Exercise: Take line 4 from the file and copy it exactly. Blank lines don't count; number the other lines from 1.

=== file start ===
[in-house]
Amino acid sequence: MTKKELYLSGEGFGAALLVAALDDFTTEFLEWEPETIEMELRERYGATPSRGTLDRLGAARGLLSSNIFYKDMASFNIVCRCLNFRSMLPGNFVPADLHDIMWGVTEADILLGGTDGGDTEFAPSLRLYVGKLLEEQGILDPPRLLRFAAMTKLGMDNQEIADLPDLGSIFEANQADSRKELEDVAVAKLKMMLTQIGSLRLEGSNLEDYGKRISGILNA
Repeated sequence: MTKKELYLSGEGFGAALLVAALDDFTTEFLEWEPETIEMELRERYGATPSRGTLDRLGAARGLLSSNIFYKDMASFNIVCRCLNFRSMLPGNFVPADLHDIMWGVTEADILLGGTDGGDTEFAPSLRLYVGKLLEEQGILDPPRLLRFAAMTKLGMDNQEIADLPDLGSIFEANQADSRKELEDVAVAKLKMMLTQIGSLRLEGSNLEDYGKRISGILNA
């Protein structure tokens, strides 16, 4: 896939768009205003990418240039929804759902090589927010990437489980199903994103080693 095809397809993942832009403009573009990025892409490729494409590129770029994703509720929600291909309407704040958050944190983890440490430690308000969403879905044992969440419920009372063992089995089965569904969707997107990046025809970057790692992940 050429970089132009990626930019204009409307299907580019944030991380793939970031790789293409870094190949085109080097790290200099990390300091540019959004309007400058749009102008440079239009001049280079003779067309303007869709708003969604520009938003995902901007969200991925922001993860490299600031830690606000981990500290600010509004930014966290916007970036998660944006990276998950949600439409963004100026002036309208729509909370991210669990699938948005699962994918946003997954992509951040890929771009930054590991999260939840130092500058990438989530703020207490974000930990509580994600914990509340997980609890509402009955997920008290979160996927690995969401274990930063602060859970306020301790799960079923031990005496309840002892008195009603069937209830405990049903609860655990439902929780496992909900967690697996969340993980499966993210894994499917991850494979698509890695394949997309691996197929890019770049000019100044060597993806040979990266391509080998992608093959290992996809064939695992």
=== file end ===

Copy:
């Protein structure tokens, strides 16, 4: 896939768009205003990418240039929804759902090589927010990437489980199903994103080693 095809397809993942832009403009573009990025892409490729494409590129770029994703509720929600291909309407704040958050944190983890440490430690308000969403879905044992969440419920009372063992089995089965569904969707997107990046025809970057790692992940 050429970089132009990626930019204009409307299907580019944030991380793939970031790789293409870094190949085109080097790290200099990390300091540019959004309007400058749009102008440079239009001049280079003779067309303007869709708003969604520009938003995902901007969200991925922001993860490299600031830690606000981990500290600010509004930014966290916007970036998660944006990276998950949600439409963004100026002036309208729509909370991210669990699938948005699962994918946003997954992509951040890929771009930054590991999260939840130092500058990438989530703020207490974000930990509580994600914990509340997980609890509402009955997920008290979160996927690995969401274990930063602060859970306020301790799960079923031990005496309840002892008195009603069937209830405990049903609860655990439902929780496992909900967690697996969340993980499966993210894994499917991850494979698509890695394949997309691996197929890019770049000019100044060597993806040979990266391509080998992608093959290992996809064939695992």